When asked about the potential for another reunion, Lowe shares, "We're all still in a group text. I mean, everybody on that show is super special to me and everybody's so talented, so funny. I mean, it just goes on and on and on. We would all jump at the chance to be in the same room no matter what we were doing."

Although Lowe has enjoyed an enviable career by any standards, it isn't his work onscreen that he's most proud of, it's his work as a dad.

Watching an interview of his sons, John and Matthew, Lowe reflects on raising his boys while building his career. "It's funny. I try to set the right balance with them where, you know, I moved them out of L.A. so they wouldn't grow up in a show business world, but it also felt super inauthentic and phony to pretend that this isn't my job and that this isn't my life. So I would try to judiciously pick moments to bring them into my world," he tells ET. "I think that was one of the many years The Office was nominated, and they were huge Office fans. They'd be like, 'Steve Carell is here,' and I could go introduce them, and it was really fun."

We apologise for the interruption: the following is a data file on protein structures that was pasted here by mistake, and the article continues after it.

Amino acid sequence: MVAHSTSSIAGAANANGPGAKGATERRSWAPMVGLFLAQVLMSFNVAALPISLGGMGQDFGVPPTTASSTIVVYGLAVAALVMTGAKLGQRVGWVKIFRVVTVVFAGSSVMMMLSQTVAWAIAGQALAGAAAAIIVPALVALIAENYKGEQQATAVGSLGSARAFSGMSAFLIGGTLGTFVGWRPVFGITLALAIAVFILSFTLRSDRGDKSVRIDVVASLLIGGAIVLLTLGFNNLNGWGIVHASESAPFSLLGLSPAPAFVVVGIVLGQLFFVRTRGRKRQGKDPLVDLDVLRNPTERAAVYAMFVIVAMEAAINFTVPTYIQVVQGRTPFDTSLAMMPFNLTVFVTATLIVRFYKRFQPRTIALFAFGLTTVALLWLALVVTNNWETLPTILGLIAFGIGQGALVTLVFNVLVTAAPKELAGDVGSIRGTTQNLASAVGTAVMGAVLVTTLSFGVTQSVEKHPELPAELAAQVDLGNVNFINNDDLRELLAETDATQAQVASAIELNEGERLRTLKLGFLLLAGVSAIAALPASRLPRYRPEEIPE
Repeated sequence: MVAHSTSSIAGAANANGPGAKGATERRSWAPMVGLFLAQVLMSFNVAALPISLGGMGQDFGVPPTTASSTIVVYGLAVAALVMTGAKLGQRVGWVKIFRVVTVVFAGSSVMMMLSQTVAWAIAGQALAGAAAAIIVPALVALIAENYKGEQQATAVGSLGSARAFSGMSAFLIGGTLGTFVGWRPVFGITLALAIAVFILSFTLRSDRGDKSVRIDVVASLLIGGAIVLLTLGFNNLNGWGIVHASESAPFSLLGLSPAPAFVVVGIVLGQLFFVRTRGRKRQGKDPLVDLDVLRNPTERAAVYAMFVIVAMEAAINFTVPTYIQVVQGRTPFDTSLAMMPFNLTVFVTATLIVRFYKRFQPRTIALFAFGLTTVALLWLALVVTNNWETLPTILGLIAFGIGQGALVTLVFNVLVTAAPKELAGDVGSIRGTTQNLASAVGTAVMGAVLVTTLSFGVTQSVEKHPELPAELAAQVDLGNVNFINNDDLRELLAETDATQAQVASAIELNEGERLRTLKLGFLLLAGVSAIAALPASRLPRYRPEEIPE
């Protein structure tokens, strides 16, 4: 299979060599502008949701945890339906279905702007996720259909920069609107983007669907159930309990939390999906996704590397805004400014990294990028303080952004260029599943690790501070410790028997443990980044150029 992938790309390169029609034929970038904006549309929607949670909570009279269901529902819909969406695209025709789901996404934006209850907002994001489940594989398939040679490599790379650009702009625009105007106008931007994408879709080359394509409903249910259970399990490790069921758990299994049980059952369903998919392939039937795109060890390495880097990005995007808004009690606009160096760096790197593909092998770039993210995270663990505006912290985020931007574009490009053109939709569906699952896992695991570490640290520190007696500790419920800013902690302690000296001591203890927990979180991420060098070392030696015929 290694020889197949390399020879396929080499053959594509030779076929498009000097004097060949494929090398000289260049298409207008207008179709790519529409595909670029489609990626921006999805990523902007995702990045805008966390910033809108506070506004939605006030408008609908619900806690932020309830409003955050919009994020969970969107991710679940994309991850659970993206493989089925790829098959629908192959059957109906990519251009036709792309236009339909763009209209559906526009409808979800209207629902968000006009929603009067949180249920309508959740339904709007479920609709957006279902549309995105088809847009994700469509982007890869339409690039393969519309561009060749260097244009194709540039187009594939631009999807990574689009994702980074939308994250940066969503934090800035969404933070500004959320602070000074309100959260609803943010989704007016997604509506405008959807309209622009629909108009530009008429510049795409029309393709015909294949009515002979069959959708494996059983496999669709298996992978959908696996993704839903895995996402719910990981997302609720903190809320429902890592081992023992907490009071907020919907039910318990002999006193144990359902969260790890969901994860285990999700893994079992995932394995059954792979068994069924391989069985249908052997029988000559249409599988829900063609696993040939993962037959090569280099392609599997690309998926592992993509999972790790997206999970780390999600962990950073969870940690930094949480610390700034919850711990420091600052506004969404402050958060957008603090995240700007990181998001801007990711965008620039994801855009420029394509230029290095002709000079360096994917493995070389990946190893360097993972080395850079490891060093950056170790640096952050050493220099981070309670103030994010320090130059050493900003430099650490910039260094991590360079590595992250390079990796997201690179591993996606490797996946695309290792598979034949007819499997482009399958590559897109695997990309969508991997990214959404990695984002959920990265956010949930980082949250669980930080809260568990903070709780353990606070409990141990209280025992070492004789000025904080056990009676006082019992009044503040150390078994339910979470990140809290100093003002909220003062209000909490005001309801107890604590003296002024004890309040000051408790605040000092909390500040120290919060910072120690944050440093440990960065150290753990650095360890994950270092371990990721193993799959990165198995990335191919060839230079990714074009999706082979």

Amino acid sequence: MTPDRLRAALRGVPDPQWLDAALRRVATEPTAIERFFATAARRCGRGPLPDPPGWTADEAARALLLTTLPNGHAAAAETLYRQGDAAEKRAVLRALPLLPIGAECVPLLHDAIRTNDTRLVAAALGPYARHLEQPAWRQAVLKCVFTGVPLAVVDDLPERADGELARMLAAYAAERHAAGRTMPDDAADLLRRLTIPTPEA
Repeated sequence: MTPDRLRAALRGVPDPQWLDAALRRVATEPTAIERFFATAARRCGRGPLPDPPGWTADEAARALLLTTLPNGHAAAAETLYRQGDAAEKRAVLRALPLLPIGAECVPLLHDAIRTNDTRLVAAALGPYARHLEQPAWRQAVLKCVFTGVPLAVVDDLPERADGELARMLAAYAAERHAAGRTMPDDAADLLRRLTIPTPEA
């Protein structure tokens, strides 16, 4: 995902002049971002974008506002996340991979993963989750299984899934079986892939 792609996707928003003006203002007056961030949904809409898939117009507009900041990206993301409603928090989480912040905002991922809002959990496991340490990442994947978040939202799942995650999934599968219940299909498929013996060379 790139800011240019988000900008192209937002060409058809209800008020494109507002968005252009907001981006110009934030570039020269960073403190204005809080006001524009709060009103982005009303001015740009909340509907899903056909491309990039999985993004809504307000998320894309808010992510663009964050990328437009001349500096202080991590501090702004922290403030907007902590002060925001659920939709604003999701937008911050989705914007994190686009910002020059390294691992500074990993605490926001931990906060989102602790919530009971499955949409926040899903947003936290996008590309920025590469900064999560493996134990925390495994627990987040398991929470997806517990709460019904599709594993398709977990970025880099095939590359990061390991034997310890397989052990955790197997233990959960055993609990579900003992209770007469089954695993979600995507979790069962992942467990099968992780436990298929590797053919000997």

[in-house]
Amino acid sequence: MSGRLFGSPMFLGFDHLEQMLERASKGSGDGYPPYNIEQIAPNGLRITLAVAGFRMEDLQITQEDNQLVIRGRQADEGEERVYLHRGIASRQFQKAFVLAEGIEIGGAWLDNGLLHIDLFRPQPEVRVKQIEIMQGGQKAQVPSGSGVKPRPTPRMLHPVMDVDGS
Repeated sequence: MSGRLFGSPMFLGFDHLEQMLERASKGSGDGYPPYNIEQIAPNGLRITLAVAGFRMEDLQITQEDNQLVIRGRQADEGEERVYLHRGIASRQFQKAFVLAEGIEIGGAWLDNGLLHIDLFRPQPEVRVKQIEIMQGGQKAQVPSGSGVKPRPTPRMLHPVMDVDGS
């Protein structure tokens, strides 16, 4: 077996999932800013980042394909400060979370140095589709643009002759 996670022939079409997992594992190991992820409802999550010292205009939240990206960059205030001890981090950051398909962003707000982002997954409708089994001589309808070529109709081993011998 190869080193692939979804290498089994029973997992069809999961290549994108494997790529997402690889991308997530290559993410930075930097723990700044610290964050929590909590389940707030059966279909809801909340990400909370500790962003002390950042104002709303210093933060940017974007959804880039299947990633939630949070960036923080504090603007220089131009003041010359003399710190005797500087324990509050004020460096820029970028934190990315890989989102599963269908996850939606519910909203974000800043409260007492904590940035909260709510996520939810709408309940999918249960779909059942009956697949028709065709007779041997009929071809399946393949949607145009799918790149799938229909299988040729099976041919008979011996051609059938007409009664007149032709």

From taking the world by storm as part of the Brat Pack with his St. Elmo co-stars to playing larger-than-life characters and countless roles in between, Lowe confesses that he enjoyed looking back at his career thus far, although some parts were a bit "mortifying."

"I'm both, like, kinda proud of that and then, 'Oh wow, that's really mortifying.' It's a little bit of both," the actor muses. "It is amazing how long ET has been in my life. It's amazing. I think that first interview might've been my first filmed interview. Wow. To many, many more decades!"